Cold-water fish are the highest dietary source of docosahexaenoic acid and eicosapentaenoic acid, two n-3 long chain polyunsaturated fatty acids.1 Olsen et al suggested that higher docosahexaenoic acid and eicosapentaenoic acid intake from fish by Faroe Islanders compared with Danes was the reason for longer gestation in Faroe Islanders.2 The authors subsequently demonstrated increases in gestation of 4 and 8.5 days, respectively, in randomized clinical trials that provided 2.7 g per day of docosahexaenoic acid and eicosapentaenoic acid to a group of healthy pregnant women3 and to healthy pregnant women with a previous preterm delivery.4
In contrast to women in Denmark, women in the United States consume little n-3 long chain polyunsaturated fatty acids, including less than 100 mg per day from docosahexaenoic acid.5 Evidence of lower maternal docosahexaenoic acid intake is reflected in the docosahexaenoic acid content of human milk in the United States, which is reported to be among the lowest in the world.6 Earlier, we compared pregnancy outcomes of American women randomly assigned to consume 12 ordinary eggs or 12 high-docosahexaenoic acid eggs in a small pilot study. Results of our pilot study suggested that even an increase in docosahexaenoic acid intake of approximately 100 mg per day may increase length of gestation and infant birth weight in women who reported low prestudy docosahexaenoic acid intakes of approximately 50 mg per day (Borod E, Atkinson R, Barclay WR, Carlson SE. Effects of third trimester consumption of eggs high in DHA on DHA status and pregnancy [abstract]. Lipids 1999;34:S231).
In the present study, we hypothesized that women randomly assigned to consume high-docosahexaenoic acid eggs compared with ordinary eggs daily would have an increase in length of gestation and birth weight of their infants. Efforts to increase gestation and birth weight could have medical and economic significance as well as significance for infant development. It is well known that low birth weight (less than 2500 g) and preterm birth (less than 37 weeks' gestation) contribute disproportionately to poor developmental outcomes in infants.7 However, even among normal weight, term infants8–11 and moderately preterm infants,12 higher birth weight has been shown to be an independent predictor of infant development. If an increase in docosahexaenoic acid intake during pregnancy could increase gestational age at delivery and birth weight, significant benefits could accrue to the offspring.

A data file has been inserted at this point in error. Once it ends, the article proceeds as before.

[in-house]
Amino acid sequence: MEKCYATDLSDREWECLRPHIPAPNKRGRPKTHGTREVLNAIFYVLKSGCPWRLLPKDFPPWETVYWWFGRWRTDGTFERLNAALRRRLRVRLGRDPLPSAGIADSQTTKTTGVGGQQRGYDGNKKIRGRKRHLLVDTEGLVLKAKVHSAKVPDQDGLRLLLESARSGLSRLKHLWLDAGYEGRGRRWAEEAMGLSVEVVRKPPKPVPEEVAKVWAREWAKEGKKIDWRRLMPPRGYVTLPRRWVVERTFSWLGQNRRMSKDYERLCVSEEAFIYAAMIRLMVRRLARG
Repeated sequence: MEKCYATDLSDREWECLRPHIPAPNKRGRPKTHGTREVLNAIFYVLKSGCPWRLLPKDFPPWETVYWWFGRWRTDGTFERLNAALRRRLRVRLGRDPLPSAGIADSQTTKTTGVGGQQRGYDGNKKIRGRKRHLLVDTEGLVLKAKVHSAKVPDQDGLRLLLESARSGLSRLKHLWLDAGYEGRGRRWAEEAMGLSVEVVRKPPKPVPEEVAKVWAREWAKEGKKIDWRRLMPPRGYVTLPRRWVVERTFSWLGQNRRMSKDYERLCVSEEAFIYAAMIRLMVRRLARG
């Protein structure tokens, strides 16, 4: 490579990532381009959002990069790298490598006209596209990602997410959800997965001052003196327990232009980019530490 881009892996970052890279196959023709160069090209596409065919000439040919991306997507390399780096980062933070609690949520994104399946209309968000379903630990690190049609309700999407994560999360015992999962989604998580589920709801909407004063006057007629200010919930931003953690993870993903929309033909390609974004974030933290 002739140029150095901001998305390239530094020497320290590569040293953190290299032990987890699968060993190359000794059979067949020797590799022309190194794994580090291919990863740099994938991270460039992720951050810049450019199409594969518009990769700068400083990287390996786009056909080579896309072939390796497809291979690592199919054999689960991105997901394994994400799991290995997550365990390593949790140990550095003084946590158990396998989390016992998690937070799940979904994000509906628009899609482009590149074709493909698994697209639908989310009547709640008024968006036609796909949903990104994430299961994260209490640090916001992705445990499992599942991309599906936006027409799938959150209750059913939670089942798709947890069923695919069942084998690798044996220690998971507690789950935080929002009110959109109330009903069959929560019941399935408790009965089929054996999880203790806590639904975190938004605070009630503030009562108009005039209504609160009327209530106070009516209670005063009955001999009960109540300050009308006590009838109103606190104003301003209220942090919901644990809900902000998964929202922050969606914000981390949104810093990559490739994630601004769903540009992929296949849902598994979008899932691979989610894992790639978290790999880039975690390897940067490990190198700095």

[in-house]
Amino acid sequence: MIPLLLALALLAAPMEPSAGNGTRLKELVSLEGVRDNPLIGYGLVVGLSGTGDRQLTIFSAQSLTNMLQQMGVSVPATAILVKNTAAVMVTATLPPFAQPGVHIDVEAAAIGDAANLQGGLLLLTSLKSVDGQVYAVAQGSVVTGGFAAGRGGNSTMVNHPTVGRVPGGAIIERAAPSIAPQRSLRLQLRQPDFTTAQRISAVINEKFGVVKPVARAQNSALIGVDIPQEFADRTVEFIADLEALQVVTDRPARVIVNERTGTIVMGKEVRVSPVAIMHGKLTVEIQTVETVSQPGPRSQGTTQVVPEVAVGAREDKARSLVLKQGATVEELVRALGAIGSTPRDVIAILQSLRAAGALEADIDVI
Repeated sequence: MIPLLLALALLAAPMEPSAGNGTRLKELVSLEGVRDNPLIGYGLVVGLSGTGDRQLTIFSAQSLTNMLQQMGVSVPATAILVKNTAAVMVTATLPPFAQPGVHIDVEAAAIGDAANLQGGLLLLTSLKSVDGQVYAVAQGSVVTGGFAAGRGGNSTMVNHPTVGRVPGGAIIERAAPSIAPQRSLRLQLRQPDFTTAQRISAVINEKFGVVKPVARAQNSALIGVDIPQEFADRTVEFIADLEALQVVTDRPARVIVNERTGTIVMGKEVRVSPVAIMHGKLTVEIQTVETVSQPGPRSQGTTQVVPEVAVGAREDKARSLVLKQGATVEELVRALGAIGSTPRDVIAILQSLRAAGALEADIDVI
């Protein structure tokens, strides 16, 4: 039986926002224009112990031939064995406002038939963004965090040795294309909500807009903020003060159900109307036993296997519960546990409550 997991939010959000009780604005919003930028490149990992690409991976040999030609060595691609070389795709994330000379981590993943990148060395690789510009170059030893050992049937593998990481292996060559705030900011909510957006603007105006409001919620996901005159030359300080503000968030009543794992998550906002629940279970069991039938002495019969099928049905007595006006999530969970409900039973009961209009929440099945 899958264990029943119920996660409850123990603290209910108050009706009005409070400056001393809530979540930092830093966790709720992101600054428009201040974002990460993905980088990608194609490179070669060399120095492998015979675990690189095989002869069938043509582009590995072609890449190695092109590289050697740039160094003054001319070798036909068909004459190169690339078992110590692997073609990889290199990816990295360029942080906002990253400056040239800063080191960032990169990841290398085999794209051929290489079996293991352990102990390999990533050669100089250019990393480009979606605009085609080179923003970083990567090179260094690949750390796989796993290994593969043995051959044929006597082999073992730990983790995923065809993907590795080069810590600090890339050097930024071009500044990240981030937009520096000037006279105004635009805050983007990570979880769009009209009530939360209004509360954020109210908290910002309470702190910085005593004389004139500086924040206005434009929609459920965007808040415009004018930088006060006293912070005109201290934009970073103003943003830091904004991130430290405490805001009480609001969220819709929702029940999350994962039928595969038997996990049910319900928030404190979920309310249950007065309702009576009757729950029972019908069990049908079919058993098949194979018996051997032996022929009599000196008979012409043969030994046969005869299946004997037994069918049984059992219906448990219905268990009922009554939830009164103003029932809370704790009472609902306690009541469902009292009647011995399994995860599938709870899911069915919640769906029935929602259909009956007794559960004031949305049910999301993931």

MATERIALS AND METHODS
This study was a randomized, double-blind, controlled, clinical trial to determine the effects of increasing docosahexaenoic acid intake during the third trimester of pregnancy on pregnancy and birth outcomes. Subjects were supplied with docosahexaenoic acid-enriched eggs (mean of 133 mg of docosahexaenoic acid per egg) or ordinary eggs (mean of 33 mg of docosahexaenoic acid per egg). The primary outcome variables of interest were gestational age and birth weight. Secondary outcomes included infant length and head circumference at birth. Additional outcomes of interest were the presence or absence of low birth weight (less than 2500 g), preterm delivery (less than 37 weeks' gestation), meconium staining of the infant, maternal gestational diabetes, preeclampsia/eclampsia, and cesarean delivery.
Data on the following were collected as variables that could affect study outcomes and potentially need to be included in regression analysis: egg group, study egg intake (total number consumed and average number consumed per week), maternal race (black/nonblack), number of prior pregnancies, previous preterm birth experience, prepregnancy smoking (yes/no and pack years), smoking during pregnancy (yes/no and number of cigarettes smoked per day), maternal body mass index (BMI) at enrollment, gestational age at enrollment, maternal fasting serum glucose at enrollment, maternal age at enrollment, alcohol intake before and during pregnancy (yes/no and number of drinks per day), maternal plasma folate and B12 concentrations at enrollment, third-trimester weight gain, infant gender, maternal red blood cell (RBC) phospholipid docosahexaenoic acid at enrollment, and maternal and infant RBC phospholipid docosahexaenoic acid at the time of birth.
A prestudy power analysis specified that 285 women be enrolled into the study to detect an increase in gestation of 7 days with high-docosahexaenoic acid eggs. Because there were no published data for low-level docosahexaenoic acid supplementation on which to base a power analysis, a blinded review of the data was conducted after the first 100 subjects delivered their infants to obtain a better estimate of study parameters and to refine the power analysis if needed. The blinded review detected mean gestational ages for the two egg groups of 39.26 weeks (274.8 days) and 38.5 weeks (269.5 days). The sample size was increased to 350 based on an expected dropout rate of 25% to yield the 130 subjects per group needed to reject the null hypothesis for an increase in gestation of 5.25 days (from 269.5 to 274.8 days), assuming a standard deviation of 1.99 weeks with 90% power and an α = 0.05 based on a one-tailed t test. The final results are presented as the more conservative and conventional two-tailed t test.